The FAA has proposed a $2,425,000 civil penalty against Cessna Aircraft Co. resulting from the separation in flight last December of carbon composite parts of a high-performance Cessna Corvalis’ wing.
The agency said Wichita, Kan.-based Cessna “failed to follow its FAA-approved quality control system when it manufactured the wings on the damaged airplane, as well as 82 additional parts,” in a Chihuahua, Mexico, factory.
The FAA said that on Dec. 6, 2010, “an FAA test pilot performing a production audit test flight in a Corvalis experienced a failure of the skin on the left wing. About seven feet of the left wing skin separated from the forward spar and damaged a fuel tank.” The pilot made an emergency landing at the Independence, Kan., airport.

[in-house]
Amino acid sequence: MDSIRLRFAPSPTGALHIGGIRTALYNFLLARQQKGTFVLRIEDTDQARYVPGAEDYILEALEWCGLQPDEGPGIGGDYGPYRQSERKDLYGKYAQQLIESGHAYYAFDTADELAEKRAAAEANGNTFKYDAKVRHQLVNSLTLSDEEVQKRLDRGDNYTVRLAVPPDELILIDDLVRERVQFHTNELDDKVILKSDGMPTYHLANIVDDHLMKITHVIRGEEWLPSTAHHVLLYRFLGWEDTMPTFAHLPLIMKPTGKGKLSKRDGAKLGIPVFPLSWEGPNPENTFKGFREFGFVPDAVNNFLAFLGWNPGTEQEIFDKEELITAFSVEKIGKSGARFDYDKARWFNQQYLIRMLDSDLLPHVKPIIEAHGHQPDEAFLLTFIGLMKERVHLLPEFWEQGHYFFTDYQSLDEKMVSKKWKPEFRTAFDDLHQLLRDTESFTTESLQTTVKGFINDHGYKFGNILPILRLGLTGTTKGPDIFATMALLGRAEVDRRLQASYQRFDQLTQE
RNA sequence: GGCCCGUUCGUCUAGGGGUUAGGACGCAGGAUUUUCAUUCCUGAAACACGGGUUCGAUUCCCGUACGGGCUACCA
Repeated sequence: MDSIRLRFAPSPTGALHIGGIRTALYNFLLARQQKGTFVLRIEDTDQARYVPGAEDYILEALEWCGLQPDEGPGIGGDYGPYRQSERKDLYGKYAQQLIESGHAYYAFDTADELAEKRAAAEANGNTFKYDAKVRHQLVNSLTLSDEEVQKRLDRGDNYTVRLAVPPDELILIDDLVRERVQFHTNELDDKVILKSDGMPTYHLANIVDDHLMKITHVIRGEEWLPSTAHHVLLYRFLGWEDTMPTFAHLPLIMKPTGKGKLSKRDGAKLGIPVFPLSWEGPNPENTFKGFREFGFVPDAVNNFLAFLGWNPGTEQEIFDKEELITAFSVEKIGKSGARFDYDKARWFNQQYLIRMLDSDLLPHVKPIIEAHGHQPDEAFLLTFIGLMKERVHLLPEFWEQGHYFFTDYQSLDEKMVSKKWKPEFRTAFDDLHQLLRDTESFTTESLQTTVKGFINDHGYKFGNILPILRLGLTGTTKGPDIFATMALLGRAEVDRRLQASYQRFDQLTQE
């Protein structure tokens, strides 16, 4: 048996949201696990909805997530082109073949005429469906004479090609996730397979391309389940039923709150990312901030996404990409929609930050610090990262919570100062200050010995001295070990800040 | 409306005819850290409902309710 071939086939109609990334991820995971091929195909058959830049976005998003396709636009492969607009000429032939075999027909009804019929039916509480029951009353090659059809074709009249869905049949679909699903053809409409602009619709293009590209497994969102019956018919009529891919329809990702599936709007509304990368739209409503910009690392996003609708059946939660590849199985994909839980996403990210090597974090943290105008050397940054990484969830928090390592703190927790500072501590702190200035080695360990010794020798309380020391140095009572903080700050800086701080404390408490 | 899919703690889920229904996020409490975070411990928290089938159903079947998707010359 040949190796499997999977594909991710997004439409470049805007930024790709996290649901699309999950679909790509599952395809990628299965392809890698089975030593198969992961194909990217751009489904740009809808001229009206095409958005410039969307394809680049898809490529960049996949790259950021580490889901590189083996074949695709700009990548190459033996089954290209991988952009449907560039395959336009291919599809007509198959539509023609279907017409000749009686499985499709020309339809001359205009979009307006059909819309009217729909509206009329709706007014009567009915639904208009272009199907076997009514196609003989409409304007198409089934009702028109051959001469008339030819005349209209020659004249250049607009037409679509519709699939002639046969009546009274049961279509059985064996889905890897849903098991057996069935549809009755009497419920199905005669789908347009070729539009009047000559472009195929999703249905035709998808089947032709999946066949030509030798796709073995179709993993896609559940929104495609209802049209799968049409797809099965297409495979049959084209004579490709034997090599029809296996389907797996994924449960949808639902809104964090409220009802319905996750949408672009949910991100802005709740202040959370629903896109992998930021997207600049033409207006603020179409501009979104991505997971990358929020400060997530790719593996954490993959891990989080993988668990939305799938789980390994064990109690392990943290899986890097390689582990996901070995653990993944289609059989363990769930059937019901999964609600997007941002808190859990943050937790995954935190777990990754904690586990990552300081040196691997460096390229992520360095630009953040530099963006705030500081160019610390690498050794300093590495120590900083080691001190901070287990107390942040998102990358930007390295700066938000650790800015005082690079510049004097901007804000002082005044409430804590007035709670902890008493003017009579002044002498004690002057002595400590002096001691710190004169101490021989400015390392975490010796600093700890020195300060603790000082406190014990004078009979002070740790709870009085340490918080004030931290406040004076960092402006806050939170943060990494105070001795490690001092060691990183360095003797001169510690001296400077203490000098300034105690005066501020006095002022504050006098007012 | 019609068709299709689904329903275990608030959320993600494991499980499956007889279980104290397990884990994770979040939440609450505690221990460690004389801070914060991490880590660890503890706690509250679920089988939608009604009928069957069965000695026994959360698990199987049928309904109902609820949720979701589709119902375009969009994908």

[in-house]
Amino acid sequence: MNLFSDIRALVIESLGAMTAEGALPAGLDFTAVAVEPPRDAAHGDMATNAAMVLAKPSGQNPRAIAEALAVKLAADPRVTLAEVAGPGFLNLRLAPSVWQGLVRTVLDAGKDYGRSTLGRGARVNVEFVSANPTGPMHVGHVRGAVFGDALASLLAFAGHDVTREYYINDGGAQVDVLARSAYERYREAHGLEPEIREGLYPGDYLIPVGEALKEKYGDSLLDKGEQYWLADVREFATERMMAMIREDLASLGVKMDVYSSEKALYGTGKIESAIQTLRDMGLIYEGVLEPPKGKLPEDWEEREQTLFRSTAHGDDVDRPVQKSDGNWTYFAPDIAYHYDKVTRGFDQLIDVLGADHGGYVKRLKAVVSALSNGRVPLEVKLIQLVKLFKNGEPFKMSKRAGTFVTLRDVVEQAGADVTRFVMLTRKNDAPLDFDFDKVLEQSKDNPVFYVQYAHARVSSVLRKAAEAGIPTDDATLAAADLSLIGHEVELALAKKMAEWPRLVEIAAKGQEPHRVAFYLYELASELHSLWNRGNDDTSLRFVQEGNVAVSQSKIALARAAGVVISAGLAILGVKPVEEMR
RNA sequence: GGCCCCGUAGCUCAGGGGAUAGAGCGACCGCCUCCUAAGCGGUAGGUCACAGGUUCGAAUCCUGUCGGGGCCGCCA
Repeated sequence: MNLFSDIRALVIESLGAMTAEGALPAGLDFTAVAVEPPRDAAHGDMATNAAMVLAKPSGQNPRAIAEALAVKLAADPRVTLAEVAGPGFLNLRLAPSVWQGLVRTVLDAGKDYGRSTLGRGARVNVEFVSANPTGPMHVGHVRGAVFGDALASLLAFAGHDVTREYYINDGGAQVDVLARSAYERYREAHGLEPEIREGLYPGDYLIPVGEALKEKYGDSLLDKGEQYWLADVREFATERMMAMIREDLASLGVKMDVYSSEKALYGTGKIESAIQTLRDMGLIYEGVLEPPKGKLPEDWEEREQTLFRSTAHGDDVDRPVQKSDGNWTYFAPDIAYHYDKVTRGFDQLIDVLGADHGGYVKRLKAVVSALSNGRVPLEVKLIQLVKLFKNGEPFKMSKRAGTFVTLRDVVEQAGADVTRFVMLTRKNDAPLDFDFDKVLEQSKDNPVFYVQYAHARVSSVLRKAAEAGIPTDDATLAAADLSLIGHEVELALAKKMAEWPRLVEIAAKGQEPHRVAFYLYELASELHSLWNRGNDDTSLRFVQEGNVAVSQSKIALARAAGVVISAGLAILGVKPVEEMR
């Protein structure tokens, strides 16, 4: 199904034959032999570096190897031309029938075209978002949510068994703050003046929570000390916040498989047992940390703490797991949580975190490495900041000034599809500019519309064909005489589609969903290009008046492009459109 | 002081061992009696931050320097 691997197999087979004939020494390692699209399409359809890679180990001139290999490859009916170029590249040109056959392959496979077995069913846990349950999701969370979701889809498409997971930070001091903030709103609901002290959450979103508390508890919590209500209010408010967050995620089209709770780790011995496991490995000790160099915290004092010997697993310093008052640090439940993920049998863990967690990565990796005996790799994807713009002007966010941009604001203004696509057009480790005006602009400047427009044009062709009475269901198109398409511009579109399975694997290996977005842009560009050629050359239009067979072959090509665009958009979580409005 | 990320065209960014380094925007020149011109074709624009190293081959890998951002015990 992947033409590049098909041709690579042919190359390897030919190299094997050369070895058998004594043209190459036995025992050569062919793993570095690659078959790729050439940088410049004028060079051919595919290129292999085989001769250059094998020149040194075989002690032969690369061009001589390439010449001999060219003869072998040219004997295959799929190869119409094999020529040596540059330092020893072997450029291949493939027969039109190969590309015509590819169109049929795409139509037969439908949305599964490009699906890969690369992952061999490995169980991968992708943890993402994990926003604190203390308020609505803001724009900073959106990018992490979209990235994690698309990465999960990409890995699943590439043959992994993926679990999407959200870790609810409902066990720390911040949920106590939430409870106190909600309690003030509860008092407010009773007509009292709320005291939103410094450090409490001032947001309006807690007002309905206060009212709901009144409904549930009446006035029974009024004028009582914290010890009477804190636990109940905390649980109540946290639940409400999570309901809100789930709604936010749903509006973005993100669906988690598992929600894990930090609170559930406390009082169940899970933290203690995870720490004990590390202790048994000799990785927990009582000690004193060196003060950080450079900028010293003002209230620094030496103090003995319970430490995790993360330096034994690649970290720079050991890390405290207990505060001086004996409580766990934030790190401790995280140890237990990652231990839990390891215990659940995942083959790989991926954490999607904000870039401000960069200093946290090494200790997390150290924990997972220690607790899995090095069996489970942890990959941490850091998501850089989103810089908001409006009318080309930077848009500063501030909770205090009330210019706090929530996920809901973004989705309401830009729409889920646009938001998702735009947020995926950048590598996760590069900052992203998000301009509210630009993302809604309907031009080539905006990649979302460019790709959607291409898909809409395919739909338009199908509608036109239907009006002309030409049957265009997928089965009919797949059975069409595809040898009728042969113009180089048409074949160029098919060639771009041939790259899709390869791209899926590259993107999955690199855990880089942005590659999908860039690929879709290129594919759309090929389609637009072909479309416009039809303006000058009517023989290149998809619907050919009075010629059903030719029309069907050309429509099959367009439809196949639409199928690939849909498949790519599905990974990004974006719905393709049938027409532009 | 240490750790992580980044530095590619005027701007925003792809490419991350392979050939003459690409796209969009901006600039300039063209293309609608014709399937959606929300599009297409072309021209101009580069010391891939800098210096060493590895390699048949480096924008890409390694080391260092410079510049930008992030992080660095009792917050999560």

An emergency airworthiness directive was issued Dec. 10, 2010, grounding 13 specific aircraft that used parts produced in the factory between Dec. 17, 2009, and Dec. 16, 2010.
Investigators “determined that the wing skin separated from the spar due to excessive humidity in the factory that prevented the bonded materials from curing properly.”
“Safety is our highest priority,” said Transportation Secretary Ray LaHood in a Sept. 21 FAA news release. “We want to ensure that manufacturers are vigilant when it comes to aviation safety. There can be no exceptions.” FAA Administrator Randy Babbitt added that “manufacturers have to ensure that all the details are followed all of the time.”
Cessna would have 30 days from receipt of the FAA’s enforcement letter to respond, the FAA said.